Sunday, August 16, 2009


A Geezer's Sunday Rant

This rant isn't about politics, health care, religion, or the pains and lonliness of old age. It's a subject that's annoyed me for many years. It's about the way some people on radio and TV pronounce certain words.

Let me state here my own prejudices about pronouncing the words of my language. I grew up in Michigan and I was taught that names of my own state and of many cities near by that were spelled in the French manner were to be pronounced with the "ch" combination as though it were written "sh." Thus, Michigan - Mishigan; Chicago - Shicago; Cheyboygan - Sheboygan. And so on. Another thing I was taught was that words like palm, balm, Palmer, and so on, were to be perfect rhymes or homonyms with bomb, bomber, etc. That is, the "l" was not pr0nounced but was used as an indicator that the "a" had the sound of a in "father" or "far." A third thing I was taught about pronunciation was that the "wh" at the beginning of a word was to be pronounced as if written "hw" and that word pairs like whale - wail, what - watt, why - wye, when - wen, where - wear, and whoa - woe were to be distinguished in pronunciation.

I have noticed lately that most radio announcers pronounce the name of my native state as if it were "Mitchigan." Chicago becomes "Tchicago." These mispronunciations are clearly wrong. There is no dialect of American English that allows such pronunciations. It is also clearly wrong to insert a pronounced "l" in words like Palm Springs, Palmer, balm, and the like. Historically, these are words borrowed into the language from French some time after the defeat of the English at Hastings in 1066. The "l" sound wasn't pronounced in French.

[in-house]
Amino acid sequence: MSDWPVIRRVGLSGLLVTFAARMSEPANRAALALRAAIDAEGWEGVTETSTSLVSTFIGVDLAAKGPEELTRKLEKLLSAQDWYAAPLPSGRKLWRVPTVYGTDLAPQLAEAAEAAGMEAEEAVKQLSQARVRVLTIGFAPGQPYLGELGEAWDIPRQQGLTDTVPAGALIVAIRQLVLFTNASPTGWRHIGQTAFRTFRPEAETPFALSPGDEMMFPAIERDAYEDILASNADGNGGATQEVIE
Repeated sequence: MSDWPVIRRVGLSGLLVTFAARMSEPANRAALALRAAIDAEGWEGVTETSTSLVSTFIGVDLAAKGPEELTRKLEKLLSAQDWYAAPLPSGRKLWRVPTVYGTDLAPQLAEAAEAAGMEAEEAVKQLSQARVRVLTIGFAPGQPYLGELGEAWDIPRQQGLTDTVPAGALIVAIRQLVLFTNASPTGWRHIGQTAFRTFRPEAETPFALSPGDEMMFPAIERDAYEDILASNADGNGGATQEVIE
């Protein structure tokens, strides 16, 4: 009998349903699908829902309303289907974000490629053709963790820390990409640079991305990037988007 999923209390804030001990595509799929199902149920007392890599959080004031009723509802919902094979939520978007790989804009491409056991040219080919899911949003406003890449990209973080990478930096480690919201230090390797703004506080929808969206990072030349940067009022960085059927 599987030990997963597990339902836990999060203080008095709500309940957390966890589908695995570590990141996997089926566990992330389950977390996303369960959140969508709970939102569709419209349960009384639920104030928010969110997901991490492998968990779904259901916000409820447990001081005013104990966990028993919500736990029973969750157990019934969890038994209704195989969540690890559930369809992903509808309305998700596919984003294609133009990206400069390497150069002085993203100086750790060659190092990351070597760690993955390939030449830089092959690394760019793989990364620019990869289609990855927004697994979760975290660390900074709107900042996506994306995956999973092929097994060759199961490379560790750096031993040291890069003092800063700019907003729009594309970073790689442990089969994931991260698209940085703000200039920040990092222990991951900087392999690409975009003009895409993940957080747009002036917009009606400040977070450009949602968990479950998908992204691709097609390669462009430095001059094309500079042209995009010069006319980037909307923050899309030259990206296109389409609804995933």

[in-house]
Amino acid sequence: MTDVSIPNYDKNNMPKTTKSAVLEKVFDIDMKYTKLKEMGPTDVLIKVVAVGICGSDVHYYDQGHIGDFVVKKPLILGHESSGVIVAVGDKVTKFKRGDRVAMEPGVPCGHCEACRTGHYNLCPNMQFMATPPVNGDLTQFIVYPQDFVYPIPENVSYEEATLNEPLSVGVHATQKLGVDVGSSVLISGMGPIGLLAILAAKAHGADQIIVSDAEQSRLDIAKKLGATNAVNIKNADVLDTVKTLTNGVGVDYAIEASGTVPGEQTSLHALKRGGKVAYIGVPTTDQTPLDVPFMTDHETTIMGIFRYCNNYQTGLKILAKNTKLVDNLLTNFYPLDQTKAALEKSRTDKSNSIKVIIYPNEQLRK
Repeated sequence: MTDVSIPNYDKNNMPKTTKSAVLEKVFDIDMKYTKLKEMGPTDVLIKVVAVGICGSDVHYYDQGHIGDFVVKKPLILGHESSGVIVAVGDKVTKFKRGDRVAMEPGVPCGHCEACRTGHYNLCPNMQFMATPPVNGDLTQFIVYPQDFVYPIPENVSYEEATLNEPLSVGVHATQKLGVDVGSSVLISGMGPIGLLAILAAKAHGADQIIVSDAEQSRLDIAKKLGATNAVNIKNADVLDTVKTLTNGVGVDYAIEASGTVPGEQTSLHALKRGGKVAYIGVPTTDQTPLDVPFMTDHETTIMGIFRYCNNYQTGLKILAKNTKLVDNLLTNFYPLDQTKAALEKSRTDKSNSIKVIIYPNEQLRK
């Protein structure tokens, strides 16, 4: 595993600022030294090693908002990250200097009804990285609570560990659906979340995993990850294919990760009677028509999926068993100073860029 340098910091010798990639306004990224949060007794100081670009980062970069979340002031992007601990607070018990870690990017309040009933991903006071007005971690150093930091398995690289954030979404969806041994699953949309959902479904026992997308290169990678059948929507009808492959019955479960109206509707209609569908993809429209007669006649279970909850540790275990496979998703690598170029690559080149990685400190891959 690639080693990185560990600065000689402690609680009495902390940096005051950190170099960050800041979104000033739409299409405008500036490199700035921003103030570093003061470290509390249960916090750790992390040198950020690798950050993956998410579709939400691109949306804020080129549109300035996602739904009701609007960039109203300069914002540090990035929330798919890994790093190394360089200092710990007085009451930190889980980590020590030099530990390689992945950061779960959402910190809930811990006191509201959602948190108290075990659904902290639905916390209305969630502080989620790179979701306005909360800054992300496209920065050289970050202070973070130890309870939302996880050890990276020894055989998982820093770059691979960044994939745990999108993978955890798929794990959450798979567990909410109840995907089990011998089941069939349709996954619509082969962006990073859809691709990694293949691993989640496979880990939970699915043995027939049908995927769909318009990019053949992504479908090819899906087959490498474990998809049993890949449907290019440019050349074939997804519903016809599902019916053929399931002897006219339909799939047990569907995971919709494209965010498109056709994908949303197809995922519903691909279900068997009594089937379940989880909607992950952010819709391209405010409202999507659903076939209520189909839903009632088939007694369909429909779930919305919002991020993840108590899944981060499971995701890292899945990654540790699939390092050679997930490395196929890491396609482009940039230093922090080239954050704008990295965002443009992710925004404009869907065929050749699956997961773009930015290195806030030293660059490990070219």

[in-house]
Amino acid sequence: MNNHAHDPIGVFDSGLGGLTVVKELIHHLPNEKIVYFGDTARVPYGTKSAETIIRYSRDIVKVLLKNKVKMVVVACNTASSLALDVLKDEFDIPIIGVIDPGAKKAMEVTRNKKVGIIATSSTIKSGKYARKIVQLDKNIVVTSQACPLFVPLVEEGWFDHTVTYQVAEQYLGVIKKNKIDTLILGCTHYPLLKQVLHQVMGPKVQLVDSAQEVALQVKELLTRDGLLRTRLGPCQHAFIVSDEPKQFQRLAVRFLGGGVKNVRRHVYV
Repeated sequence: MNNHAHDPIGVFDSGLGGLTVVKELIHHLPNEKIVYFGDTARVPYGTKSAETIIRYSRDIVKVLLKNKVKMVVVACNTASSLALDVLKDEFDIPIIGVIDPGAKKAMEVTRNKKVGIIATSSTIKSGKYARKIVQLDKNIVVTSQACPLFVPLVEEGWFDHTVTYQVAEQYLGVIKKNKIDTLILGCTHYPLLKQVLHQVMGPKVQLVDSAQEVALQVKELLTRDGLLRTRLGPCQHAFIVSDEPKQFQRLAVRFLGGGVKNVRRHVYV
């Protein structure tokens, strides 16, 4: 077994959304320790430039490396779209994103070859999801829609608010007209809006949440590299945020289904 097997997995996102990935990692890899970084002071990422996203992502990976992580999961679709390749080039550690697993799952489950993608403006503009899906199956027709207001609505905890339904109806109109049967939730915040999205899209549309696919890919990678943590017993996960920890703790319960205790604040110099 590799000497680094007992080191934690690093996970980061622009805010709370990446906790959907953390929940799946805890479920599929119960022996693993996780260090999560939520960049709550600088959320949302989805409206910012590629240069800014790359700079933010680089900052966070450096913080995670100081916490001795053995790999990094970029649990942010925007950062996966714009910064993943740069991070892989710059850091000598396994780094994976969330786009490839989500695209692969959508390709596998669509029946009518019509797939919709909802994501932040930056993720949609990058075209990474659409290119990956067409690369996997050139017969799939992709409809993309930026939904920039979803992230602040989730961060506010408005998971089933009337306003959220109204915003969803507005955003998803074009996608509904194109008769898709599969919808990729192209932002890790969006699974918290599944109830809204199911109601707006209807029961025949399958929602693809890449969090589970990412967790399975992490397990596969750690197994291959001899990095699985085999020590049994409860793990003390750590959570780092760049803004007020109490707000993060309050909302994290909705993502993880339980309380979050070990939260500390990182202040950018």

The third category, the replacement of wh- by w- in pronunciation does exist in many dialects of English. Not in mine, however. No matter how much my daughters tease me about my insistence that whale and wail are not homonyms, I will stick to the pronunciation I learned as a child.

I have one other odd pronunciation. In the part of Michigan where I grew up, the word "creek" was pronounced as if written "crick." I've noticed a similar pronunciation among a few friends, one from Wisconsin and one from Seattle. It seems that the pronunciation occurs in certain areas. My Wisconsin friend comes from western Wisconsin, near Racine. His wife comes from the eastern part of the state and her pronunciation is "creek."

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